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MANILA, Philippines—“We want our land back, our life, freedom and justice. If Pope Francis would let us talk to him, I will ask for his help. Help us press the government to more humane and just actions,” said Noli Bernabe, a 50-year old farmer from Taytay, Palawan.
Bernabe makes his journey to Manila in the hope of seeing the Pope on January 18 at the Quirino Grandstand, where the pontiff would celebrate mass.
Days before the highly anticipated papal visit, peasants, members of the urban poor, and families of political prisoners from Southern Tagalog gathered for the “pilgrimage for land, social justice, and peace,” hopeful that the Pope will join their fight. The pilgrimage to Manila signals the start of various activities which will culminate during the Pope’s stay in the country from January 15-19.
“We are facing a huge problem of land-grabbing, land use conversion and mining in Palawan,” said Bernabe, adding that he is a victim of this.
He said that large companies use “money and politics to get agricultural lands from poor farmers and convert them to plantations and mining sites.”
“They force us to vacate our lands and when we resist, they file fabricated criminal and civil cases against us. I am a victim of this modus; I was evicted from my land and home. In Taytay, 7 other farmers were summoned by the courts for cases that were impossible to stand [in court],” Bernabe said.
Joining the pigrimage are fisherfolks from Coron, Palawan, who will be displaced because of the 40-meter no-dwelling zone policy implemented by the government after Super Typhoon Yolanda hit the country, including Coron and Busuanga.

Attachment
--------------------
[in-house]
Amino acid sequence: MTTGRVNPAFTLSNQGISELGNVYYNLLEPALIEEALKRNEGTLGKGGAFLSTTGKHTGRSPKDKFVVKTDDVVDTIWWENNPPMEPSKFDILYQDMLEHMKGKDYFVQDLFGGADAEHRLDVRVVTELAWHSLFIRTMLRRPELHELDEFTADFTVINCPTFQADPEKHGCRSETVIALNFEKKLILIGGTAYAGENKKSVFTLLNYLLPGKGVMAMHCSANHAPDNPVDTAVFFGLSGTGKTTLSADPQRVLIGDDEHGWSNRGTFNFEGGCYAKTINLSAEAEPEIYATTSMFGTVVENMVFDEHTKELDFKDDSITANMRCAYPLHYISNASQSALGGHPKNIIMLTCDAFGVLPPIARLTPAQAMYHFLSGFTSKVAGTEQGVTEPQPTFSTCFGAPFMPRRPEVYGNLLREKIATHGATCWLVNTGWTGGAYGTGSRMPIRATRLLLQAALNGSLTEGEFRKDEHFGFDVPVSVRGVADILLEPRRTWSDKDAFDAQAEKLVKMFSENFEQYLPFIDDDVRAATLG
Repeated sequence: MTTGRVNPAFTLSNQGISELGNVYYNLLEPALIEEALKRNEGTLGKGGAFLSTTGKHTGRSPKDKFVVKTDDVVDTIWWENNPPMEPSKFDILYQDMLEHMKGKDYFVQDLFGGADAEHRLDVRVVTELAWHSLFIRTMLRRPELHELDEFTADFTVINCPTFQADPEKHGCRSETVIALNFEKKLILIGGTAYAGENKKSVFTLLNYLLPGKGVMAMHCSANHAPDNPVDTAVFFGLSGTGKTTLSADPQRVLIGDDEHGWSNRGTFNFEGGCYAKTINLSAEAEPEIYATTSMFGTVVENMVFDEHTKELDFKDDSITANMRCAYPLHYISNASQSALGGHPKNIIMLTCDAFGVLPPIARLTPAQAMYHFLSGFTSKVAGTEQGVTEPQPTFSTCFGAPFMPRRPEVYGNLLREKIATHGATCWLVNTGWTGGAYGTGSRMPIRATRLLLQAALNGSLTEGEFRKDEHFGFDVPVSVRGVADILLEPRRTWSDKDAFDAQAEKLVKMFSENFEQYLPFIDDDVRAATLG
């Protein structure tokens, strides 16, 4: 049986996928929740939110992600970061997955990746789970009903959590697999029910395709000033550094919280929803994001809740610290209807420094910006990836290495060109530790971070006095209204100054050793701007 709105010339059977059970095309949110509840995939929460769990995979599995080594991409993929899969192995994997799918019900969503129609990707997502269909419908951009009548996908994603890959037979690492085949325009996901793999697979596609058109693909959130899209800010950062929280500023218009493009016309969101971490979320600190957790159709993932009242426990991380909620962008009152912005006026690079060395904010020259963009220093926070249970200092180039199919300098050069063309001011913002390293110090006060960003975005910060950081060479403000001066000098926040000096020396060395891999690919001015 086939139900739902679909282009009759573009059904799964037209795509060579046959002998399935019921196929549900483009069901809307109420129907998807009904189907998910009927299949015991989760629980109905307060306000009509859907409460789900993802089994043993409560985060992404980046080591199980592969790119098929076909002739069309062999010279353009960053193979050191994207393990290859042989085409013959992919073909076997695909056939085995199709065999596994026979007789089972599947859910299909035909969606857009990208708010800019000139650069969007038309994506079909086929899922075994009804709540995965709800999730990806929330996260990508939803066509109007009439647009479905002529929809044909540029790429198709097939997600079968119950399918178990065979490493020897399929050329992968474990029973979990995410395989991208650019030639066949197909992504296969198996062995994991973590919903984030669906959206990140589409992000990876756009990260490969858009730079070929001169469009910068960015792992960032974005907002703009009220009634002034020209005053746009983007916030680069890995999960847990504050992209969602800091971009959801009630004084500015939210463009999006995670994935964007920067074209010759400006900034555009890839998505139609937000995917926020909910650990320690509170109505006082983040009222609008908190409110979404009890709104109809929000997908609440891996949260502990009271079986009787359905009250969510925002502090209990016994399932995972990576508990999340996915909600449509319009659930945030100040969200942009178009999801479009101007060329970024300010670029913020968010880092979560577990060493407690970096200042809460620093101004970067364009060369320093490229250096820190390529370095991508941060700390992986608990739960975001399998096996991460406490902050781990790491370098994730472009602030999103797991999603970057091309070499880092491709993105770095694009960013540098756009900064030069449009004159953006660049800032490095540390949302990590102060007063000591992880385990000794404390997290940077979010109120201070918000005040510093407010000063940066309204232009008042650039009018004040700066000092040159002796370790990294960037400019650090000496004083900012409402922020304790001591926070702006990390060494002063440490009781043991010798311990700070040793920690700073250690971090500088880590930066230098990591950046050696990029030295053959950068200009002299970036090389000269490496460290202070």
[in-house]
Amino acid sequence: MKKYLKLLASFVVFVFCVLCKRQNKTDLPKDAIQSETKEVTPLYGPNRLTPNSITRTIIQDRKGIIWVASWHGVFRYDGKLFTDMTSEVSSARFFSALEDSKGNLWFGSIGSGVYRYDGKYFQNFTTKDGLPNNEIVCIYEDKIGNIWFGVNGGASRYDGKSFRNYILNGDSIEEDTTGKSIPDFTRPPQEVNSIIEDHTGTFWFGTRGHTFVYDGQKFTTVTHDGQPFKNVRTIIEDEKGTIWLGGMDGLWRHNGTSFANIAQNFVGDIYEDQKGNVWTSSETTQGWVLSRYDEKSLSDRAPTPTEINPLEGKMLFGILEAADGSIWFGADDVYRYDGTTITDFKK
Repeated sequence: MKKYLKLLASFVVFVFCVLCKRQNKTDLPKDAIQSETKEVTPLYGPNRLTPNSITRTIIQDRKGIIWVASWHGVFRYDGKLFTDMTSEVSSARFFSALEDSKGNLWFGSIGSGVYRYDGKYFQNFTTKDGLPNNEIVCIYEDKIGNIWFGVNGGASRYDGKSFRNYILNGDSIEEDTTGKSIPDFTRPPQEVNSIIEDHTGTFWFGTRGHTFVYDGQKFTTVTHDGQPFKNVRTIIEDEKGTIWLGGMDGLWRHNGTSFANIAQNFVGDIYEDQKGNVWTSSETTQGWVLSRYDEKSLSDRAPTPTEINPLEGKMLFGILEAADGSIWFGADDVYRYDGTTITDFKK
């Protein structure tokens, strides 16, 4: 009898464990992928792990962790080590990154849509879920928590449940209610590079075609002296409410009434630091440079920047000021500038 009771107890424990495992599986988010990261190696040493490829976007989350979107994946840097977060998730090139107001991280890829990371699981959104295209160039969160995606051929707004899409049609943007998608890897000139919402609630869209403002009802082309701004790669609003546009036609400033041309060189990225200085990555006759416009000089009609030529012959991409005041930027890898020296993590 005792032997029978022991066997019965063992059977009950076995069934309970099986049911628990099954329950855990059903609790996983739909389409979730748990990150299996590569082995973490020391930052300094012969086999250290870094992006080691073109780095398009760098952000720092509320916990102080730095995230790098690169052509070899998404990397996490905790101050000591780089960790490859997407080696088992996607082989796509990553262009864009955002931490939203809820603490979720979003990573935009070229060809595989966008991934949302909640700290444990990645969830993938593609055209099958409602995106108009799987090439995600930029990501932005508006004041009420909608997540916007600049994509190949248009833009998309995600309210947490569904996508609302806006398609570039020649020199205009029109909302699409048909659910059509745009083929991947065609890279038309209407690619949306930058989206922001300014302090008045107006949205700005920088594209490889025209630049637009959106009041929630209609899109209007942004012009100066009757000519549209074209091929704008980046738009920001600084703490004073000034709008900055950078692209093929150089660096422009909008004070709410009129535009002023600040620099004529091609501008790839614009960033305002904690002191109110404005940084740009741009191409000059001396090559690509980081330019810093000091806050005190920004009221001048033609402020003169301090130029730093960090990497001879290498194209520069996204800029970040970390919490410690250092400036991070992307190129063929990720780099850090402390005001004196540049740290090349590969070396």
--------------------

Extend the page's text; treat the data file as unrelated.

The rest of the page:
“Pope Francis is very compassionate with the poor and victims of injustice and inequality; we are confident that he will listen to us and help us bring the fight to the government of the Philippines,” according to Orly Marcillana of the Katipunan ng mga Samahang Magbubukid sa Timog Katagalugan (KASAMA-TK).
He said that 50 families have come to Manila all the way from Palawan “hoping that the Pope will bring changes to their lives.”
On June of 2014, the Asian Peasant Coalition (APC) called the attention of the government to stop the alleged 40,000-hectare state-sponsored “land grabbing” in Palawan, covering the agricultural lands of disputed Yulo King Ranch (YKR) in Coron and Busuanga.
The YKR is composed of 22,268 hectares in Coron (32% of Coron’s total land area) and 16,970.53 hectares of Busuanga (43% of Busuanga’s total land mass). It was declared as the Busuanga Pasture Reserve in 1975, through Proclamation Number 1387, and was acquired by his cronies Luis Yulo and Peter Sabido using public funds.
According to the Department of Environment and Natural Resources (DENR), YKR’s 12,817 hectares of land are alienable and disposable lands where 10,376 hectares are public land and the remaining 2,441 hectares are private and titled.
“We can’t just stop looking for solutions and answers. We must try everything to get the justice we are searching for. If the Pope wants to see the poorest of the poor, then he is coming in the right country, where peasants remain poor and underprivileged.” said Marcillana.
The group will be holding series of Pagsambang Bayan (mass) until the 18th of January. A kampuhan (people’s camp) was also constructed at the Liwasang Bonifacio, which camp will serve as a common area for all those who want to get near the Pope.
On the day of the Pope’s mass, the pilgrimage together with the multi-sectoral militant groups under the Bagong Alyansang Makabayan (BAYAN) will march from Liwasang Bonifacio to the Quirino Grandstand.
“We will bring these issues to the Pope, by all means. We hope that the government will not hide us from the Pope’s eyes. If we have to shout louder, we will. Pope Francis won’t let us down, even if the government will,” Marcillana said.